In 2011 two important interfaith statements were released on these issues – poverty and climate change – and the Christian Reformed Church in Canada supported both of them. Yet circulation was limited: were you ever made aware of these statements by your congregational leaders? Have you heard a sermon preached on these statements, or has your congregation used them in education or action strategies?
For many Christian Courier readers, being Reformed matters a lot. But we wanted to know if that was true for others in Reformed circles as well, and if so, why? Do Reformed churches have a relevant voice today, 500 years post-Reformation?
Darren Hakker wants to bring back vegetable gardens. In his words, “the fine art of gardening has skipped one, and in many cases two, generations. We need to bring back gardening – food is vital for our survival, and we need to reduce our dependence on grocery stores and restaurants to fill the void. We need to make food security a priority.”Login to View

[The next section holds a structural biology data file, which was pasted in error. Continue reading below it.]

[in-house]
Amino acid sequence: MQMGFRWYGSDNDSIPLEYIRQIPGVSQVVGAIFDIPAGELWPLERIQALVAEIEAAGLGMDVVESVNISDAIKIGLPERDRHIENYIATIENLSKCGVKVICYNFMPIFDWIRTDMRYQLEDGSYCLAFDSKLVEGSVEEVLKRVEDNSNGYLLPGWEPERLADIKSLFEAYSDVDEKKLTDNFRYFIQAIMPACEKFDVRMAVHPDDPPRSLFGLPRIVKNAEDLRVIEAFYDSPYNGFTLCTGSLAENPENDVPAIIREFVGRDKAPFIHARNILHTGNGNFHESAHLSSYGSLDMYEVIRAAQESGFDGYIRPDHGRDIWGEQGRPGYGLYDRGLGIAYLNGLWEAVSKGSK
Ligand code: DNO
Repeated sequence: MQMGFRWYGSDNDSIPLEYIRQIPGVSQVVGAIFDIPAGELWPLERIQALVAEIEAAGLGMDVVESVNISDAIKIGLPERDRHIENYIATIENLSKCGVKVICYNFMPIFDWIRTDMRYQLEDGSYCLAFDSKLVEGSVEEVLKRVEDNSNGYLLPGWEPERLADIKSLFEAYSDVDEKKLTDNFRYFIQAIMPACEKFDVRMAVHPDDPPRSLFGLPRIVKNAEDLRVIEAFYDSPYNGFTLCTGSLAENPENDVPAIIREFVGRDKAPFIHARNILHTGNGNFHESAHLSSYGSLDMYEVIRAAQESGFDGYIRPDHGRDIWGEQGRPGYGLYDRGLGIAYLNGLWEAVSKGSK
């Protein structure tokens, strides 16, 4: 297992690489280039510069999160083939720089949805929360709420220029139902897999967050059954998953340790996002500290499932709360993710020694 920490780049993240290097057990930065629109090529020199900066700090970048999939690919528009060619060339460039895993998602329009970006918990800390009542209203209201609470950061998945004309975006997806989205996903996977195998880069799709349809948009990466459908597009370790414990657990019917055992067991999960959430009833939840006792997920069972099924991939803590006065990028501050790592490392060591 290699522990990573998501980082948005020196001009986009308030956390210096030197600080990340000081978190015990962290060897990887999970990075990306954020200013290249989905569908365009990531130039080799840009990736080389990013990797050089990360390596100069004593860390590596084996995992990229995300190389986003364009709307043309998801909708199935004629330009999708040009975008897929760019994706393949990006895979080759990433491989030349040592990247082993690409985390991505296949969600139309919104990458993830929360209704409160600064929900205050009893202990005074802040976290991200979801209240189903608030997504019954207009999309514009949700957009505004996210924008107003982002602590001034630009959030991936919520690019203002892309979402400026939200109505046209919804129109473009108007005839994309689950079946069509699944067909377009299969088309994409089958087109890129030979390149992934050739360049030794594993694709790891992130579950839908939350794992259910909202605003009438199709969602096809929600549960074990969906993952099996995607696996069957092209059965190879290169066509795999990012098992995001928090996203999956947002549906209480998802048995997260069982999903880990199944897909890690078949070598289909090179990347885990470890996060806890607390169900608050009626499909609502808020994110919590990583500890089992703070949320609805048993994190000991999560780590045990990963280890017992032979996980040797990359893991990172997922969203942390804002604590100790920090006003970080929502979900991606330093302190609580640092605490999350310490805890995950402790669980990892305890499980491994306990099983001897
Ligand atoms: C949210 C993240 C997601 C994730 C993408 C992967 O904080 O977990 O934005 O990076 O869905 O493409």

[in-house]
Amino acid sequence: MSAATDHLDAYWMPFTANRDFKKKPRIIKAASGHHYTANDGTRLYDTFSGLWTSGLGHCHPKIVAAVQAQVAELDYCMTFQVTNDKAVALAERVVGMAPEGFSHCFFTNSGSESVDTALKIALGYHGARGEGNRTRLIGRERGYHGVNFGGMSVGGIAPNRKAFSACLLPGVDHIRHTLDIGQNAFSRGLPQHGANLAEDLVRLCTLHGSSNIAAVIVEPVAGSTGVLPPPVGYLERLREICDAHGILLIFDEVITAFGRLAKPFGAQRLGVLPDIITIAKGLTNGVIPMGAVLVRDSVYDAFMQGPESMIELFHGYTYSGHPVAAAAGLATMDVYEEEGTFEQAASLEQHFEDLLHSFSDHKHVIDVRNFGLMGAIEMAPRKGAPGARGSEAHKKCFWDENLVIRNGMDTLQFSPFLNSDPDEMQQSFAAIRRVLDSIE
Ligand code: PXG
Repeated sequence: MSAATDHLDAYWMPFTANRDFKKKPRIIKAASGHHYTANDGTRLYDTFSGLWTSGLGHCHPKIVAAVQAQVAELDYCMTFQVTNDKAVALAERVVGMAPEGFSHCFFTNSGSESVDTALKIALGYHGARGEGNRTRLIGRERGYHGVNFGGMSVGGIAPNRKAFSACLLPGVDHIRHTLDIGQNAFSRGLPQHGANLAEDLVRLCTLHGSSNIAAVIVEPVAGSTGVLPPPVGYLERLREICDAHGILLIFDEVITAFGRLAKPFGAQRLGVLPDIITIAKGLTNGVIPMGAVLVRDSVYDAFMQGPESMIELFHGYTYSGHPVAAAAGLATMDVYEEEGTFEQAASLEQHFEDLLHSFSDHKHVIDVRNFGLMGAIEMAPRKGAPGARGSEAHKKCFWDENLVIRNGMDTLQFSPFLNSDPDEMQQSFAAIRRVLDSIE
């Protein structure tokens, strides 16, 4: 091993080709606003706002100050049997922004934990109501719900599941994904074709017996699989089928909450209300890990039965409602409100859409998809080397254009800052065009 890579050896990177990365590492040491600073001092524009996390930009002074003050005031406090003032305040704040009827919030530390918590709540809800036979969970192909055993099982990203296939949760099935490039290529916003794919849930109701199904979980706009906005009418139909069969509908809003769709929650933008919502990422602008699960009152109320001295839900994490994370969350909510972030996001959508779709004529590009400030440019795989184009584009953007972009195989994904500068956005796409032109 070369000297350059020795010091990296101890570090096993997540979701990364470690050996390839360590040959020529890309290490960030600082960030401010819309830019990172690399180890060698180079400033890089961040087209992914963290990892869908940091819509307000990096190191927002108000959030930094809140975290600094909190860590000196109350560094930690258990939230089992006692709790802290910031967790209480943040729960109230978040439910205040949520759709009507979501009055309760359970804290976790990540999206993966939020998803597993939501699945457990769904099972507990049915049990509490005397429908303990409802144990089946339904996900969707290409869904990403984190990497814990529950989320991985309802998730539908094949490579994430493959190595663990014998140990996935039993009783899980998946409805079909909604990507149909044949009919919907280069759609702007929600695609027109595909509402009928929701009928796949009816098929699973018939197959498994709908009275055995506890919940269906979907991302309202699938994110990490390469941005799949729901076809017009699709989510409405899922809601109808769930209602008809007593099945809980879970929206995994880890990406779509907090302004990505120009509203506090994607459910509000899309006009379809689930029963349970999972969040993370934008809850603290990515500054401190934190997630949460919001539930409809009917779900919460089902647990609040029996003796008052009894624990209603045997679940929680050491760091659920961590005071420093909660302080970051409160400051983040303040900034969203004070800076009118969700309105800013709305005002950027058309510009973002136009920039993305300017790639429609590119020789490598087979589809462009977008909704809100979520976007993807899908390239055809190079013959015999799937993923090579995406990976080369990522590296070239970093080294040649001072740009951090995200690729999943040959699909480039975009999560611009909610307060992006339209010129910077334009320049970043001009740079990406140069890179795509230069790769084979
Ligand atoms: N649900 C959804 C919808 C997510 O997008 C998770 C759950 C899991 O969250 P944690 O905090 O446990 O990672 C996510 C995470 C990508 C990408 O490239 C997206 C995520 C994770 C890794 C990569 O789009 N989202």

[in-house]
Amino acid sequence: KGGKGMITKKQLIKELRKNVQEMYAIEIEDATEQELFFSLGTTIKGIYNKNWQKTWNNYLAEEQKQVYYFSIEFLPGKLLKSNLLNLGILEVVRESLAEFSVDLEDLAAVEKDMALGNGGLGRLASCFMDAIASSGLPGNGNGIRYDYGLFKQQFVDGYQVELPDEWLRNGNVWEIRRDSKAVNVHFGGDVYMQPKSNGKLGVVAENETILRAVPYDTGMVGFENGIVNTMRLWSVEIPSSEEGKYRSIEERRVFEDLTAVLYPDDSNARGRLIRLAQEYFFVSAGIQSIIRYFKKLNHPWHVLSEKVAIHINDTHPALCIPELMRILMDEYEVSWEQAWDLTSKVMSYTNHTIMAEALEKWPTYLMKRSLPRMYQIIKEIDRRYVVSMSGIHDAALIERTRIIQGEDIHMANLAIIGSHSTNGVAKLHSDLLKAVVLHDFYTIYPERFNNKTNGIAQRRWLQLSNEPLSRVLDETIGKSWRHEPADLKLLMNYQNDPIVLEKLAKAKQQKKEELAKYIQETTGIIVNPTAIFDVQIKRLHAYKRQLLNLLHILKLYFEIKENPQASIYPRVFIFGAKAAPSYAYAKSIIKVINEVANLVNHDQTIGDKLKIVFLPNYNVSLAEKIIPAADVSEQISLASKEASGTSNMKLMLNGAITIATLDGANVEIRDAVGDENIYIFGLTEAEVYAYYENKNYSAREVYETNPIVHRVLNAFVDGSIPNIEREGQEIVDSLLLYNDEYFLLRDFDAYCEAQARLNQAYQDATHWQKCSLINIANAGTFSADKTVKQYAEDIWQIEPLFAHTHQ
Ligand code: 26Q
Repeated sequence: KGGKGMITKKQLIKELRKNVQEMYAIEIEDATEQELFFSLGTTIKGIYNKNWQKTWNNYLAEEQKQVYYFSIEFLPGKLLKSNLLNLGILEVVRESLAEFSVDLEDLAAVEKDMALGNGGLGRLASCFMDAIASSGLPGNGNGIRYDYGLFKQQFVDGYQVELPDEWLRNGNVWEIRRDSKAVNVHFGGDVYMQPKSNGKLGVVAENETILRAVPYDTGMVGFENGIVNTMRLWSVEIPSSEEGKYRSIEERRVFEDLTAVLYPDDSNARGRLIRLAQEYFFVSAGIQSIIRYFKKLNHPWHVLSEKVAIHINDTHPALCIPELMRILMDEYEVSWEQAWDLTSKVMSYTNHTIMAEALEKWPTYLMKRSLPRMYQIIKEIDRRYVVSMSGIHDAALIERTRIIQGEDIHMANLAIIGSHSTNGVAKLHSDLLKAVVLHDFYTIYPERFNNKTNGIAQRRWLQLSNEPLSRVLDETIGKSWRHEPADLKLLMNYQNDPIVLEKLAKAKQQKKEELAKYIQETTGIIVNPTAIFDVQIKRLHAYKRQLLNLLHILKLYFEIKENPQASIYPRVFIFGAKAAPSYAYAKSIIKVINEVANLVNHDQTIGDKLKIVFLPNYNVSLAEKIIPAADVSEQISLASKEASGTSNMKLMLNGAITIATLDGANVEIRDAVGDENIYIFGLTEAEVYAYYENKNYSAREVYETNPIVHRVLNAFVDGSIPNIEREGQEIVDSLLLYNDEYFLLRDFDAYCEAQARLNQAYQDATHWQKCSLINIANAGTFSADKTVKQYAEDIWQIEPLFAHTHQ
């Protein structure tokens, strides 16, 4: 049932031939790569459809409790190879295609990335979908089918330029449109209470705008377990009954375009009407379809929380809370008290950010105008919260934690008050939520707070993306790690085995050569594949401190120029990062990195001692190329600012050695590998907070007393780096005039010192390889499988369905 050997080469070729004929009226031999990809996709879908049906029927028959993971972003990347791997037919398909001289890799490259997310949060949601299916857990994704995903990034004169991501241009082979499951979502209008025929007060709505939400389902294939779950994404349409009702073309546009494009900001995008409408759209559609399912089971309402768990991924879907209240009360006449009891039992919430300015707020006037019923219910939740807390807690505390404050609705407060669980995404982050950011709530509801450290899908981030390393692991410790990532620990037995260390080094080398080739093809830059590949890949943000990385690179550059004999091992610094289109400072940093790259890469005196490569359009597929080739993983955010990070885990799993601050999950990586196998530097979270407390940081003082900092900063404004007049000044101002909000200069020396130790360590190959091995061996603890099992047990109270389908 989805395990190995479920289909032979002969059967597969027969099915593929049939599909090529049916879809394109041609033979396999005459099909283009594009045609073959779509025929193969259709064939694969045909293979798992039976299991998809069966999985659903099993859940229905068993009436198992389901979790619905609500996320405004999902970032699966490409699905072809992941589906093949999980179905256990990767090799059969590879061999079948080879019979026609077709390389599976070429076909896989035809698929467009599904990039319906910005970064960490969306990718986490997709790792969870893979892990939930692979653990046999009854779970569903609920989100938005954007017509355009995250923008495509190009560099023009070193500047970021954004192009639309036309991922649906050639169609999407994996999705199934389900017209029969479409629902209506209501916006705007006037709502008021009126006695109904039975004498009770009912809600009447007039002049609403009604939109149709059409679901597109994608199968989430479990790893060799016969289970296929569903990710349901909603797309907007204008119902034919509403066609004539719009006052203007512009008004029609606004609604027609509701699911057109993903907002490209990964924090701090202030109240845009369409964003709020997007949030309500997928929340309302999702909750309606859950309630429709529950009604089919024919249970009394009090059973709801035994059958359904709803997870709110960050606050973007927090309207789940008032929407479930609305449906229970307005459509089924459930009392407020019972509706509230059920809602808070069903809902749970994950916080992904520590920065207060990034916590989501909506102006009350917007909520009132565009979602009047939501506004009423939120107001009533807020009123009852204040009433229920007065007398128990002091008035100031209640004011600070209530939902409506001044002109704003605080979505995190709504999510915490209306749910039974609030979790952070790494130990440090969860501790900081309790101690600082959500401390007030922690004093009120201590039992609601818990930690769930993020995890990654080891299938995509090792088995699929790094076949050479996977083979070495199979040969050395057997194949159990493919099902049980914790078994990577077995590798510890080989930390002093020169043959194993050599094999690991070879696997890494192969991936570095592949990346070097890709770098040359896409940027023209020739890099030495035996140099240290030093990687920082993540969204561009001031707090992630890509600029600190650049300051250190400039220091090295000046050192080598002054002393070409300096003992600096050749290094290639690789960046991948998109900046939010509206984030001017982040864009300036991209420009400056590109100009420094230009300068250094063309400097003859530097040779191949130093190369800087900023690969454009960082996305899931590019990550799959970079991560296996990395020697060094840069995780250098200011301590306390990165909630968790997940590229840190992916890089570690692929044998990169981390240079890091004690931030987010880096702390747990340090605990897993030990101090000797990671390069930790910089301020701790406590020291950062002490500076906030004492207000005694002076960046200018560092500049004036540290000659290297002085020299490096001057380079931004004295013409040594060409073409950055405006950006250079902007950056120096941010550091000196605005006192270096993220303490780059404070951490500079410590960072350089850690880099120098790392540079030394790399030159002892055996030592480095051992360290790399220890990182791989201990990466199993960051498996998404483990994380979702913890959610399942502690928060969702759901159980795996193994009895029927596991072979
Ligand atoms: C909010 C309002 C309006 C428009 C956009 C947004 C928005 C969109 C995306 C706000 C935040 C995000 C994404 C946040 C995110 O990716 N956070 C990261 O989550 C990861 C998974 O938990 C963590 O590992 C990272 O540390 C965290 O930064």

The Truth and Reconciliation Commission spent six years listening to former students, teachers and others, while they researched thousands of documents to verify what happened to several generations of indigenous children. More than 150,000 indigenous kids in total were forcibly taken from their homes to attend residential schools designed to “take the Indian out of the child.”
This editorial does not tell you how I became a Reformed Christian. To do that, I would have to give you a history of my ancestors. No, it reveals why I am a Reformed Christian. Asking “why” assumes that I have a choice in the matter. I could not have answered that question satisfactorily when I was a child. The why and the how were too closely intertwined then.Login to View
"But making food out of love for another person...is a little bit holy." Angela Bick's winning article: ow.ly/P0jTjTweeted 20 hours ago